The peak is coming. The sales peak is coming! Actually, the light-vehicle sales peak already has arrived. You just have to look below the surface of the monthly seasonally adjusted annual rate reporting contest to see it.

Sales of new light vehicles, excluding large pickups, have reached the plateau established during the last market expansion.  Arguably, large-pickup deliveries are influenced by a wider set of factors (commercial) than traditional sedans, coupes and SUVs. So, to dissect current sales performance we have eliminated large pickups to get a closer look at the 88% of the market that primarily is focused on personal transportation.

Back in 2005, the LV market reached a sales-cycle peak of 17 million units. During that climb consumers purchased 5.92 million light vehicles less pickups (LVLP). This group of vehicles topped out at 5.95 million units the following year, contributing 86.5% of sales. In 2014, LVLP sales have returned to record levels, coming in at 5.94 million through May.

In essence, the market has returned to peak, buttressed by four consecutive years of low interest rates and average loan-repayment terms of 66 months.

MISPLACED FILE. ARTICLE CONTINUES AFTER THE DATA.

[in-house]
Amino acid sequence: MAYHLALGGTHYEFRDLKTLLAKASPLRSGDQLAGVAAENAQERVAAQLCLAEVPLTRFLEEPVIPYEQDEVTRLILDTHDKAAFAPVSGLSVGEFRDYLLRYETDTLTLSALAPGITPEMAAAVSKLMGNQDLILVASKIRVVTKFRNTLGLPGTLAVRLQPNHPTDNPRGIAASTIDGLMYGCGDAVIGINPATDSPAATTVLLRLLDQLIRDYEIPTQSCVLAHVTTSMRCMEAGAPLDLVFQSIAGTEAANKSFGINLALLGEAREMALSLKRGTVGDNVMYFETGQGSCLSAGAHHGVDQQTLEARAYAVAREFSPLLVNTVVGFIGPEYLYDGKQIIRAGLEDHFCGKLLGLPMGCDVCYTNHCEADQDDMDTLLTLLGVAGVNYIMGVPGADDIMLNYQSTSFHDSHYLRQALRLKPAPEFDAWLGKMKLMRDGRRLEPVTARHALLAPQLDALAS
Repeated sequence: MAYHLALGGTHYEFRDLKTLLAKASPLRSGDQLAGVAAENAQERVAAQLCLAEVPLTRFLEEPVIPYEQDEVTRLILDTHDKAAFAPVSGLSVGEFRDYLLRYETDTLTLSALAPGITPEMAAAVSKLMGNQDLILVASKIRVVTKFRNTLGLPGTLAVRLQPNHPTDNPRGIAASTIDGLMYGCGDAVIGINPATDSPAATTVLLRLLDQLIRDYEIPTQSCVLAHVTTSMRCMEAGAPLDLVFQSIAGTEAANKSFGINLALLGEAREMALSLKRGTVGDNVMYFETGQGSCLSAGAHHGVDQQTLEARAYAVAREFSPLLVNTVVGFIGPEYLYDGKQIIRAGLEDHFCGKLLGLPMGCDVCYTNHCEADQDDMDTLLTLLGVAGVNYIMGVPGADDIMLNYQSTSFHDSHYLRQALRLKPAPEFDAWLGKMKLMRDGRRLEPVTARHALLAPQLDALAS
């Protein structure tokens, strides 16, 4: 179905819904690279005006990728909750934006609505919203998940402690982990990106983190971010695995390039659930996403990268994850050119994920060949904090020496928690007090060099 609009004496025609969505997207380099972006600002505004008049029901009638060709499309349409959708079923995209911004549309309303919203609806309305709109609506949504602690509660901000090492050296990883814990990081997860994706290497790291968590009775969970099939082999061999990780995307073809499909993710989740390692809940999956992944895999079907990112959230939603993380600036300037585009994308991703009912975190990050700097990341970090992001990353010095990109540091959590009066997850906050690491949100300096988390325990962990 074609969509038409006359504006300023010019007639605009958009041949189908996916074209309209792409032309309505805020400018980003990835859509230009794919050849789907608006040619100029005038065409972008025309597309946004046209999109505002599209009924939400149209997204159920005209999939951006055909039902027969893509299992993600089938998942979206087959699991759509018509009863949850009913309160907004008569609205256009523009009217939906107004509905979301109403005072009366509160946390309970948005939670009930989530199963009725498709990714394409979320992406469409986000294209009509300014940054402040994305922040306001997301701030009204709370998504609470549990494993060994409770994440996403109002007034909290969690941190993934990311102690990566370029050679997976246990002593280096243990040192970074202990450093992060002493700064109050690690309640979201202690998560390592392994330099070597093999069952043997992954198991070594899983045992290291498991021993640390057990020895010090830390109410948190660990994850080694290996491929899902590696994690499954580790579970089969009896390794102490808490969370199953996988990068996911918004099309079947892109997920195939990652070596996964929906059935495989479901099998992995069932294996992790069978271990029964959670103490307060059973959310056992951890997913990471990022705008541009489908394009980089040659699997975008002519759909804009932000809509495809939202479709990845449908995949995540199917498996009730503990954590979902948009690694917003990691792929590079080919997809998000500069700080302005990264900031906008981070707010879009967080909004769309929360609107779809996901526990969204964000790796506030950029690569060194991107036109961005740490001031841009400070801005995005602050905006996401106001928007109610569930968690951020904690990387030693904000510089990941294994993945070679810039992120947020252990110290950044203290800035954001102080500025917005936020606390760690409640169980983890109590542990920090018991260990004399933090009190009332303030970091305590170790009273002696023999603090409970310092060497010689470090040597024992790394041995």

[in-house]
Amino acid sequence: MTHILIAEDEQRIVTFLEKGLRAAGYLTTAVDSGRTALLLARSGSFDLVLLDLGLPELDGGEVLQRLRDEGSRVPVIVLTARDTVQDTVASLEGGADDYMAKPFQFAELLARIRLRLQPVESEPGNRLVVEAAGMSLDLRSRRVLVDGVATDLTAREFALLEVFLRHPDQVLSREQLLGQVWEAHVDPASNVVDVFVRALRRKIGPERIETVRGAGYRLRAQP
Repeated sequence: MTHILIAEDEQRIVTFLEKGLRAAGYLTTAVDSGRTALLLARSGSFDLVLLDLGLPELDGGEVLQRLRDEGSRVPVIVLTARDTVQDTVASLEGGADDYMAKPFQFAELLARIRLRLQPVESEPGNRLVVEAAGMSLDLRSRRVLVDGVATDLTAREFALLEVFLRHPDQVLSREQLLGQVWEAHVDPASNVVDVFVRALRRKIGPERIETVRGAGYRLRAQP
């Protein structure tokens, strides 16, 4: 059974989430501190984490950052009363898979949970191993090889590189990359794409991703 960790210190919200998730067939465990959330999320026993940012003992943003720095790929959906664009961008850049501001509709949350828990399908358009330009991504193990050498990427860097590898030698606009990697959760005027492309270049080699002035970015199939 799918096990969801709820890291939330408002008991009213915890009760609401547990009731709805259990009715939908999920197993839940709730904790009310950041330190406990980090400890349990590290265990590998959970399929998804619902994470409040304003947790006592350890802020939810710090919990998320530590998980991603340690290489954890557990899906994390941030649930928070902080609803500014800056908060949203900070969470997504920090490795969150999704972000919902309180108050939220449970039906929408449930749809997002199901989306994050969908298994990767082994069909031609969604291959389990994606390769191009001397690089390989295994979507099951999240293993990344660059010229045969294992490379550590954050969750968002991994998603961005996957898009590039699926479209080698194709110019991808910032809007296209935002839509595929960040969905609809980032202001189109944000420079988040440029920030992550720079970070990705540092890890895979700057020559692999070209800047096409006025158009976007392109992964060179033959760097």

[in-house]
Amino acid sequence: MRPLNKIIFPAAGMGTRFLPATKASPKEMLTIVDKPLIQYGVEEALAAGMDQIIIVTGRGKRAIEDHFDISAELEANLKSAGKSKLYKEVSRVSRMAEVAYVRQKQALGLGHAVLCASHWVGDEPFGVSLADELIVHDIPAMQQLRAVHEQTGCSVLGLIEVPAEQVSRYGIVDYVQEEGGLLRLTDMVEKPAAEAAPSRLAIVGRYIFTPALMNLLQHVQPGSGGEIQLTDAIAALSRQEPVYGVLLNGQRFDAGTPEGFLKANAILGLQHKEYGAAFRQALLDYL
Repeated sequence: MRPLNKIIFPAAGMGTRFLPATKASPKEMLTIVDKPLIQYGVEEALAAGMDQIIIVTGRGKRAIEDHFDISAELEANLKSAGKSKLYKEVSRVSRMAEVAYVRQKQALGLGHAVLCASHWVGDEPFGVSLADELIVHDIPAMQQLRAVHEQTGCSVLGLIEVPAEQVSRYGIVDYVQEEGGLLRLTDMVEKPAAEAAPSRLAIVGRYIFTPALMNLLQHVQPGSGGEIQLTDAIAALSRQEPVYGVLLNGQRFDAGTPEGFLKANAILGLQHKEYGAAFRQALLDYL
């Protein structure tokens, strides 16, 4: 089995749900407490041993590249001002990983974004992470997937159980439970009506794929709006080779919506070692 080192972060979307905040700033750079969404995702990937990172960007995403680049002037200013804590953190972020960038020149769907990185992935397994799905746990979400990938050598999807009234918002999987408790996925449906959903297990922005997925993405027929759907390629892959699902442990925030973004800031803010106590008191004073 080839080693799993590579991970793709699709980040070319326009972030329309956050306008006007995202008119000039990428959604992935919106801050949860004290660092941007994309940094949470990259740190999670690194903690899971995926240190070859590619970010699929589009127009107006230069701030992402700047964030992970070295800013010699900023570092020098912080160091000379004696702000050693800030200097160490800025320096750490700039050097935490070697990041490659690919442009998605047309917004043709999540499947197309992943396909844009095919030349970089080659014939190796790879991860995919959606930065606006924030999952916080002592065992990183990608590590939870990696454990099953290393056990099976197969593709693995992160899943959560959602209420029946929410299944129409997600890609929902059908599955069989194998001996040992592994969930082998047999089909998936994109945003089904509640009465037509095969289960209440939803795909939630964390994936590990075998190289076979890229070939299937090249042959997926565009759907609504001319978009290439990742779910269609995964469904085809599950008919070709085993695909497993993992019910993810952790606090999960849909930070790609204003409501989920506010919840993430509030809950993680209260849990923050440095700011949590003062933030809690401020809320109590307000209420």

Large-pickup sales performance is a different story.

The segment is about 375,000 units off the 2.5 million pace established in 2005. Truck of the Year honors and new sheetmetal aren’t enough to overcome the poor economic fundamentals holding back sales. A new large-pickup peak will require additional employment and economic growth in the next two years. Unfortunately, we are not close to past peak economic realities, when real GDP growth averaged more than 3%, housing starts were above 1.7 million units and monthly paystubs allowed large-pickup intenders to become consumers.

Pent-up demand has been fulfilled for a broad sector of the market. We are going to have to wait until the next sales cycle, probably 2017-2018, to surpass the 2005 sales peak.

Supplier alert: We are going to see an annual sales dip before we get to more growth, and large pickups would need to pick up the pace to dodge that bullet.

Warren P. Browne is president of WP Browne Consulting and has extensive experience in the global automobile industry. During the past 20 years, he has held senior executive positions at General Motors, including in Brazil, Poland and Russia. He currently serves as an adjunct professor of economics at Lawrence Technological University.